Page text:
Rock it in 2022 with our first five steps to effective business transformation

5 first steps for transformation
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By: Todd Feldman
Founder & President
The Rocket Factory
 
About those business transformation activities you’ve been putting off… 
 
Your marketplace and your workplace have been up-ended since COVID came calling. The reality is that it started way before that. COVID served to accelerate the process.
 
How are you keeping up?
 
You do not have to look far to find case studies or statistics about why so many transformation efforts produce less than optimal results.
Of the $1.3 trillion spent on digital transformation in 2018, an estimated
$900 billion was wasted when initiatives didn’t meet their goals. (Forbes 2019)
Transformation efforts are change management efforts, with employee resistance being the most significant barrier to success.
70% of transformation projects fail because of resistance from employees.
(Forbes 2019)
Throughout my career, I’ve seen very people-focused organizations and cultures have a hard time doing what’s needed to operationalize the changing needs of customers and employees.
 
And in siloed organizations, it’s much worse. Well-meaning managers and executives usually start by identifying a flashy piece of technology or the desire to be more “data-driven.” The trouble is that the rest of the organization has no idea this is happening until the implementation has started, or even more complicated, the initiative is ready for launch.
 
Transformation is not a technology purchase. And it’s not the re-organization of your teams.  
 
At least not yet.
 
If those are the types of conversations taking place in your organization, stop and take a moment to review the following five (in order) critical first steps to rock your business transformation.
The Rocket Factory Integrated Model
Visualizing the process.
 
1. Begin with the end in mind. You must start by understanding business outcomes. We like to focus our view on a 3-5 year timeframe of the following four:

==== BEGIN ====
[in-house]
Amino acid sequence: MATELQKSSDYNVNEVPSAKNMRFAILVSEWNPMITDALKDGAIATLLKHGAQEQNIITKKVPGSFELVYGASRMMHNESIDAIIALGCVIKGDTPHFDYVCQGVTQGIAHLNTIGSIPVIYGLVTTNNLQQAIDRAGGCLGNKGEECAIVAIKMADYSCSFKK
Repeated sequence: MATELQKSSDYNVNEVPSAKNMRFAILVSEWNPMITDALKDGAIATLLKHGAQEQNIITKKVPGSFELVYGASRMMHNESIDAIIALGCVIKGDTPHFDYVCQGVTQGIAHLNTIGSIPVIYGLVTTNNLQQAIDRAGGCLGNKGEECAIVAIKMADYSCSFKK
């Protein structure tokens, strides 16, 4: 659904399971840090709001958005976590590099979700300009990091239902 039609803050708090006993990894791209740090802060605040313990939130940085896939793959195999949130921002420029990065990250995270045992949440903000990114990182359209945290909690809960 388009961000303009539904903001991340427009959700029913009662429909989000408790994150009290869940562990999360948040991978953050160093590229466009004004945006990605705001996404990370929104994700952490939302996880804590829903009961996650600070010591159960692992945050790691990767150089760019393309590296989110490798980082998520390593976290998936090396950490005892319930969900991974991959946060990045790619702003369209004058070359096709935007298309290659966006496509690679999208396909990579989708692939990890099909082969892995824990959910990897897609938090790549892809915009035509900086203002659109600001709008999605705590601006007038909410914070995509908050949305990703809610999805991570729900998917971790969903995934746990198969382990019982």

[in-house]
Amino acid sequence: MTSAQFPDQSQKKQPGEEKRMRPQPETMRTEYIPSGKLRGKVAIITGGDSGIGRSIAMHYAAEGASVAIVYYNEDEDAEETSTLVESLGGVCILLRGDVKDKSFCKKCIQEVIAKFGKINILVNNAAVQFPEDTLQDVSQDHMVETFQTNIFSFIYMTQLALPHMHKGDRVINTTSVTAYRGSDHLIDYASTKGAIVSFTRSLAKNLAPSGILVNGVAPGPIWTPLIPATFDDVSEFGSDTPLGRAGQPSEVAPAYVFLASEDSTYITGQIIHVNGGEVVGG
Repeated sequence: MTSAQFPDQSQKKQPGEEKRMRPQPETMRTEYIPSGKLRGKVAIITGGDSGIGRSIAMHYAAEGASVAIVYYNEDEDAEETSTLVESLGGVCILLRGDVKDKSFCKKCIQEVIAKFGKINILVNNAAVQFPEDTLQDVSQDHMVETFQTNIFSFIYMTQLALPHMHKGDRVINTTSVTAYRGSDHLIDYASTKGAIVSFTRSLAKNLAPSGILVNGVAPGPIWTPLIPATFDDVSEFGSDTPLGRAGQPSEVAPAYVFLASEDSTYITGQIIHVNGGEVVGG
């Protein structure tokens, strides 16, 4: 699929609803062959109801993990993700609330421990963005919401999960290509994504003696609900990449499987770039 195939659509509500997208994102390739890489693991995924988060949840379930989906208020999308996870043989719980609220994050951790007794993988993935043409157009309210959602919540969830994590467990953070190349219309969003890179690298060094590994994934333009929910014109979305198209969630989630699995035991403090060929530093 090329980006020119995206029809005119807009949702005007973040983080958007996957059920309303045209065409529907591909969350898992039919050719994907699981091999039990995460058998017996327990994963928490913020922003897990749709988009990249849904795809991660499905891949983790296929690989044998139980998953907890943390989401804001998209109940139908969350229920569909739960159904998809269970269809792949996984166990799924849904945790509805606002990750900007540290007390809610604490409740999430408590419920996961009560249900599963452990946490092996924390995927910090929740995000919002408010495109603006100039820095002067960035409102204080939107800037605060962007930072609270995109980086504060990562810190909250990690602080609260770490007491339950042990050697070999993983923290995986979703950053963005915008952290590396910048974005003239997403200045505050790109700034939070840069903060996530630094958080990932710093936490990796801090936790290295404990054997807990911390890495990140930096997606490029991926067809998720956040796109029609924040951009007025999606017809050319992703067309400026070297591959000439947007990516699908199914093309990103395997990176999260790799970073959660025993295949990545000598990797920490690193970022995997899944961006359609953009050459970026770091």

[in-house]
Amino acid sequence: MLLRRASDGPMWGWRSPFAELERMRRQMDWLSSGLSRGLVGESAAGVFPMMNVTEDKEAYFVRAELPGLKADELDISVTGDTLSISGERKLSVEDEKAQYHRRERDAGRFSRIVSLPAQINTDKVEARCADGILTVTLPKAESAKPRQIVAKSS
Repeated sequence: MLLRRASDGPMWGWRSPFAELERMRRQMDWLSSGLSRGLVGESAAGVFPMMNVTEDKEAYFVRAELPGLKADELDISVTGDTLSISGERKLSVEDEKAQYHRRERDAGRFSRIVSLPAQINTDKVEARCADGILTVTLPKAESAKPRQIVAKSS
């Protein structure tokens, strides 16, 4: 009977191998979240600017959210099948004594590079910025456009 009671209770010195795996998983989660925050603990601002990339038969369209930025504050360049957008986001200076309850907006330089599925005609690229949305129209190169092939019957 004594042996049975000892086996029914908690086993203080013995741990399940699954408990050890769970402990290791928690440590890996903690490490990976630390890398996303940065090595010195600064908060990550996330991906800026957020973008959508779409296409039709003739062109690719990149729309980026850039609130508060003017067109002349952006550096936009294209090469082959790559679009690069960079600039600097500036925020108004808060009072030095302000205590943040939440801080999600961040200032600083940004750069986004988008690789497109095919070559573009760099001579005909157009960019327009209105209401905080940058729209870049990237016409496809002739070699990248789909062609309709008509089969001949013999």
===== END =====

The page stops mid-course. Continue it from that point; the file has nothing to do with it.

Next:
• Revenue and Profitability
    • Operational Efficiency
    • Customer Experience
    • Socioeconomic Sustainability
It is critical to understand how each overlaps with the other in your business. And if you can’t do that, you will want to address it in your roadmap.
 
2. Create a “no-constraints” zone. With business outcomes in mind, invest some quality time with your teams to create new business initiatives; ones that are free of worry about current org structure, technology limitations, data infrastructure, and any other item that would cause someone to say, “we can’t do that because…”
 
We encourage the idea of thinking like a start-up since there are start-ups out there waiting to disrupt you. And guess what? They are planning and executing without constraint.
 
3. Pave the way. Build a “no-constraint” roadmap of five high-level initiatives and quantify each. The roadmap must align with the four business outcomes above. You will likely have a lot of ideas come out of your ideation sessions. Pick five you’re going to explore and put others in a backlog of items to be worked on later. If you don’t know solid numbers yet, take a swag.
 
As you do this, what will become priorities and what are ‘nice to haves’ will become apparent.
 
4. Keep (or adjust) your promise. Assess your current Brand promise against new business ideas. Does it still make sense? Do you use this promise to make decisions for everything in your organization?
 
Don’t have one? You must add this as the first initiative in your roadmap.
 
5. Look in the mirror. With a clear understanding of value aligned to the four outcomes, now introduce constraints into your roadmap.
 
Internally you should focus on all four areas of focus and their relationship to one another:
    • People – do you have the proper structure or talent to achieve your plan
    • Process – do your processes help achieve and deliver on our promise?
    • Data – do you have the correct data (or access to it) to deliver?
    • Technology – does my toolset support the first three bullets?
Externally you likely have other constraints such as regulatory, legislative, maco economic, or other forces at work keeping you from achieving your plan.
 
Assess both internal and external constraints. Assign a cost to address each of these constraints aligned to your initiatives.
 
With #5 complete, you are now ready to polish up the roadmap and go through approvals.
 
In your roadmap, you should be left with five clearly (at most) defined initiatives quantified against the four business outcomes in the roadmap. Included will also be constraints that connect to each of the five initiatives.
 
Completing these five steps at the beginning puts your business on a smoother path to business transformation.
 
Get ready. The next round of meaningful work lies just ahead.
 
Oh, and about the main image at the top. Have you ever put together something at home and didn’t read the directions? We tried. It never quite turns out the way we hoped.

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